Research 2000. 3/8-10. Likely voters. MoE 4%, 5% for Democratic primary. (8/10-12/2009 results)
Let's start with the Senate race:
Arlen Specter (D) 51 (48)
Joe Sestak (D) 32 (33)
It's all within the margin of error, so it could be just float, but Sestak needs to do more than just tread water. Still, Specter has run the perfect primary, morphing into the most dependable Democratic vote in the Senate, and giving suspicious activists zero ammunition to use against him. Given his record, there's nothing to suggest his great voting record will remain post-primary. In fact, given his record, we could expect to see him turn hard right for the general, and then be a pain in the ass his final six years in the Senate. But it's hard to build an entire narrative along those lines, when everything he does and says is so perfectly designed to appeal favorably to Democrats. It's quite the opposite from what we're seeing from Blanche Lincoln in Arkansas. In the general:
Arlen Specter (D) 47 (45)
Pat Toomey (R) 41 (40)
Joe Sestak (D) 39 (42)
Pat Toomey (R) 42 (41)
Arlen Specter (D) 48/42/10 (52/40/8)
Joe Sestak (D) 35/23/42 (37/19/44)
Pat Toomey (R) 41/36/23 (37/34/29)
All of this is float within the margin of error. It's as if nothing happened the last seven months. As could be expected, both Dems crush Philly, dominate the Philly suburbs, and get slaughtered in the middle, Alabama part of the state. Nothing surprising there. What's a little interesting is that Specter beats Toomey by a decent 46-38 in Pittsburgh, while Sestak is deadlocked 38-37 versus Toomey in Steeler country.
Given that Specter runs about 7-10 points stronger across the board, It's hard for Sestak to make an electability argument with numbers like these. What he can do is point to the 44 percent who don't know him, and argue that he has greater upside than Specter. That argument is only valid if he starts improving on that name ID.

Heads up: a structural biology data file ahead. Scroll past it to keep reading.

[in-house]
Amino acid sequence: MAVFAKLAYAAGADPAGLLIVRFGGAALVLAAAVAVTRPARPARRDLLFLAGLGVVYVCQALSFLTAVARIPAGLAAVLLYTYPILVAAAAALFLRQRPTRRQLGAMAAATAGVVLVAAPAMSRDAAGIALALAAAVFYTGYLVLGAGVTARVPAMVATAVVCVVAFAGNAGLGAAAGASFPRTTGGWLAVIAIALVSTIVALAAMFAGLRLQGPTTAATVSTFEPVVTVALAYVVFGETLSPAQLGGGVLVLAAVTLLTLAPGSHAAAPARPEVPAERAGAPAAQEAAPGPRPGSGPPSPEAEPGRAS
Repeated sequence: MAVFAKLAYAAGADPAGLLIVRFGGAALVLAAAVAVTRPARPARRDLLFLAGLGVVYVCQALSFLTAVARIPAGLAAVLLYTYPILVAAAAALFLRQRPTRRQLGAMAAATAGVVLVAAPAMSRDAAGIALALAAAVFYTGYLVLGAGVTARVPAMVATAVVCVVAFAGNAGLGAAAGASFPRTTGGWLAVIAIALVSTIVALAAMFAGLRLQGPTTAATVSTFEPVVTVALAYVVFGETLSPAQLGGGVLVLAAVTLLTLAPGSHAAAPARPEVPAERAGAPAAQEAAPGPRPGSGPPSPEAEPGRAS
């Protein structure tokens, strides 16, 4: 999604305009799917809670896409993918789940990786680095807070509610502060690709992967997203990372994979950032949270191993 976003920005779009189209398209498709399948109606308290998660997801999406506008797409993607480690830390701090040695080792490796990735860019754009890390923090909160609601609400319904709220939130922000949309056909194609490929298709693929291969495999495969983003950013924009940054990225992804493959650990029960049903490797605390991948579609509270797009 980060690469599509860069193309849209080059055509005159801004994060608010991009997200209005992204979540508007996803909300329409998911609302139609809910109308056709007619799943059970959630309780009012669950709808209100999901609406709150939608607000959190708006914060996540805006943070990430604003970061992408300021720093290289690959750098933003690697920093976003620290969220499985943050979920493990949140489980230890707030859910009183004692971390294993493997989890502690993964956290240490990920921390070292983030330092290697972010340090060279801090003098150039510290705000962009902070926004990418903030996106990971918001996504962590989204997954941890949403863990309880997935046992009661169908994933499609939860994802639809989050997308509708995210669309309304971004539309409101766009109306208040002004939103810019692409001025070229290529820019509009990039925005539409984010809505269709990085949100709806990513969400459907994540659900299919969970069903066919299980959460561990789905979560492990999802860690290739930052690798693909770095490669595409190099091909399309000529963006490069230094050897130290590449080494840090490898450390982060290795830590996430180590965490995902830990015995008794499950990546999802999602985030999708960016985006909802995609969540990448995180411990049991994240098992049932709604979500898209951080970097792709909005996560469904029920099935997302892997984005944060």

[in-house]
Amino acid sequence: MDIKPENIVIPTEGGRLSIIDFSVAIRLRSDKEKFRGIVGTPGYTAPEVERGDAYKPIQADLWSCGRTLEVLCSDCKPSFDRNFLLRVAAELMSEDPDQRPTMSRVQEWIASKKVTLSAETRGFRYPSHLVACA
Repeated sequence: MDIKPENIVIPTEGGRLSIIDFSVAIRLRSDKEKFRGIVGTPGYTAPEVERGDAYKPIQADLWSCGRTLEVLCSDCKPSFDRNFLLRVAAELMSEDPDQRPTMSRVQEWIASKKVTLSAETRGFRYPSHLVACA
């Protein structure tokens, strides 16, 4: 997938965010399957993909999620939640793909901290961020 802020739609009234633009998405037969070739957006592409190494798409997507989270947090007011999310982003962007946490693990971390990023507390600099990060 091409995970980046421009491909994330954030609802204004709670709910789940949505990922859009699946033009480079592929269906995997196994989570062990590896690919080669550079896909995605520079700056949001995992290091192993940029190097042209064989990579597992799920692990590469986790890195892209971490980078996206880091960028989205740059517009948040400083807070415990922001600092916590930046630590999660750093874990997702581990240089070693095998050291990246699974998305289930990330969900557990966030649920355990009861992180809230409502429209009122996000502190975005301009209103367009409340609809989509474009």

In the Governor's race:
Dan Oronato (D) 19
Joe Hoeffel (D) 12
Jack Wagner (D) 10
Anthony Williams (D) 3
In other words, it's one big "huh?" None of these candidates have name ID above 50 percent, and only 12 percent of people pretend to have heard of Anthony Williams, a Philly-area state senator. Oronato is Allegheny County Executive, Hoeffel is a former congressman and currently serves on the Montgomery County Board of Commissioners, and Wagner is Pennsylvania's Auditor General, a statewide elected office.
Pennsylvania Attorney General Tom Corbett, who is flying the GOP's colors in the governor's race, is also surprisingly unknown for someone twice elected to that job. But he starts with the edge in matchups:
Dan Oronato (D) 34
Tom Corbett (R) 40
Joe Hoeffel (D) 31
Tom Corbett (R) 41
Jack Wagner (D) 32
Tom Corbett (R) 41
Anthony Williams (D) 19
Tom Corbett (R) 47
Give Corbett the early lean, but it's slight at best. He's a long way to 50 percent. And if you look at the crosstabs, Republicans already support him overwhelmingly (in the 80 percent range). The Democrats, on the other hand, have only locked down 50-60 percent of Democratic support, giving them plenty of room to grow.